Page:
Alabama Governor Ivey Gets Final Say In Pro-Life Law

Alabama Governor Ivey Gets Final Say In Pro-Life Law

Alabama Governor Ivey Gets Final Say In Pro-Life Law

On Tuesday, the Alabama state legislature passed what is probably the most sweeping pro-life (or, as the media will insist on calling it, “anti-abortion”) law in the United States. In effect, abortion could be outlawed in Alabama unless the mother’s health is at risk.

The bill will make the punishment for performing abortions up to 99 years or life in prison, although the woman who received one will not be subject to a felony charge.”

The vote is expected to reignite a debate over Roe v. Wade, the Supreme Court decision from 1973 that legalized abortion across the nation, and push Supreme Court justices to re-evaluate the laws.”

“The heart of this bill is to confront a decision that was made by the courts in 1973 that said the baby in a womb is not a person,” Republican state Rep. Terri Collins said in April.”

Although the Alabama State House voted to pass the bill last month, 74-3, Democratic lawmakers pressed Tuesday, unsuccessfully, for amendments that would create exceptions in instances of rape and incest.”

Obviously, if Governor Ivey signs the bill into law, there will be immediate legal challenges. I’m pretty sure that was the intent all along. The idea is to get some kind of “test case” to the Supreme Court, where it will be the Roe v. Wade ruling versus the Tenth Amendement. Can each state have its own restrictions on abortion without the federal government getting involved? That is what this law, and the other ones being passed, are clearly setting the table to do.

Through the course of this debate, we’ve gotten such charming soundbites from the pro-abortion crowd in the Alabama legislature.

And now that representative, John Rogers, is planning on challenging Senator Doug Jones in the primary for United States Senate. Well, he’s certainly got name recognition now.

However, while people are busy reacting to the law and what it proposes…

… it hasn’t actually been signed into law yet. That rests with Governor Ivey. Newsflash, everyone – the governor of Alabama is a WOMAN.

Will Governor Ivey sign it, despite the furor? The strong odds point to yes.

Abortion rights advocates Wednesday morning urged Alabama Gov. Kay Ivey to reject the bill and vowed swift legal action if it is enacted.”

“We are laser-focused on urging Gov. Kay Ivey to veto this dangerous bill. If she chooses not to, then we will take this to court and ensure that abortion remains safe and legal and accessible in the state of Alabama,” said Staci Fox, president and CEO of Planned Parenthood Southeast.”

Ivey has not commented on the bill but the Republican fixture in Alabama has long identified as anti-abortion and the bill’s sponsor, Rep. Terri Collins, said she expects her to sign the legislation.”

While I am not confident that Roe v. Wade can be overturned with our current Supreme Court makeup (I think Roberts or Kavanaugh is likely to play spoiler on that one), could a narrow ruling be issued that allows for states to exercise their Tenth Amendment rights to decide for themselves on abortion? Who knows, but I’m not hopeful on that either. One thing is certain, though – between science and law, the pro-life movement is gaining more ground than it has in years.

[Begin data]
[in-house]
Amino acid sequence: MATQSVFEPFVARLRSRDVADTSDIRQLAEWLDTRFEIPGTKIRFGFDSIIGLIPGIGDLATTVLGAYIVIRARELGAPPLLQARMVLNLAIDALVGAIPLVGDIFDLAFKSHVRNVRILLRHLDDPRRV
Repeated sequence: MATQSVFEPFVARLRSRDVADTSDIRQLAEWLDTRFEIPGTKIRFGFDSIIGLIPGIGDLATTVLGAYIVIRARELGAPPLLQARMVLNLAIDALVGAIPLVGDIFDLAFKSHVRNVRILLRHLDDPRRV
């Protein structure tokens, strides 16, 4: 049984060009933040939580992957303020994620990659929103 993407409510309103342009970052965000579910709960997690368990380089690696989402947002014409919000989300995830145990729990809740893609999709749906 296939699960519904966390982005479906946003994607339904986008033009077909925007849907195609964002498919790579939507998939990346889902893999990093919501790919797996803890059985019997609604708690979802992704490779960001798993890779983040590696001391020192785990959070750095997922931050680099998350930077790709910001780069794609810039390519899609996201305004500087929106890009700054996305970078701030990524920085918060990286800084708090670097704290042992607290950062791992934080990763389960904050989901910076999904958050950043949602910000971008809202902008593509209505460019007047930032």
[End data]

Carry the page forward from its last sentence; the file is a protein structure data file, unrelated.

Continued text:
Featured image via Pixabay, Pixabay license free for commercial use

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  • GWB says:

    exceptions in instances of rape and incest
    Can we work on correcting this phrase? “Incest” is not justification for abortion, anymore than sex after a night at the club* is – except where it’s with a minor which is already rape.
    The reason the pro-abortion lobby loves that phrase is the word “incest” doubles the “ick factor”, helping to cement their emotional appeal. It also aids in a perception that we’re talking about twice as many things. But it’s redundant, and we need to stop helping them use language to prevaricate.

    (* While incest carries for me a high “ick factor”, I’m ok with consenting adults doing whatever they choose, as long as it doesn’t hurt anyone, and they don’t try to make the rest of us think it’s ok.)

    I also think we should stop speaking of the handful of medical interventions where the child dies as “abortion”. Because the intent of those interventions is not to kill the child, but to save the mother. If the doctor could save the child in those cases, he would. To me, this makes it not abortion. (I could be wrong, and welcome correction from anyone who can speak to medical language in, say, 1950.) Changing the language on that one will help us isolate the actual act of killing a child for convenience or ‘compassion’ as the point under discussion.

    Given our current state of jurisprudence, I would be ok with a law that excepts rape and life of the mother. But I wouldn’t stop working toward a total ban (again, I don’t consider a necessary medical intervention where otherwise both mother and child will die to be an “abortion”).

  • David Byler says:


  • Bobby Ahr says:

    Stupid law. Waste of time. Should be a 9-0 SCOTUS rejection.

    • Scott says:

      You’re right Bobby, murder shouldn’t be illegal, just because the baby hasn’t been born yet… Hell, just like buying a car, there should be a five day window after delivery where if the baby isn’t what you wanted you can just kill it and try again…

      But seriously, you’re proving yourself to be a poster child for abortion.. that or your mom should have swallowed…

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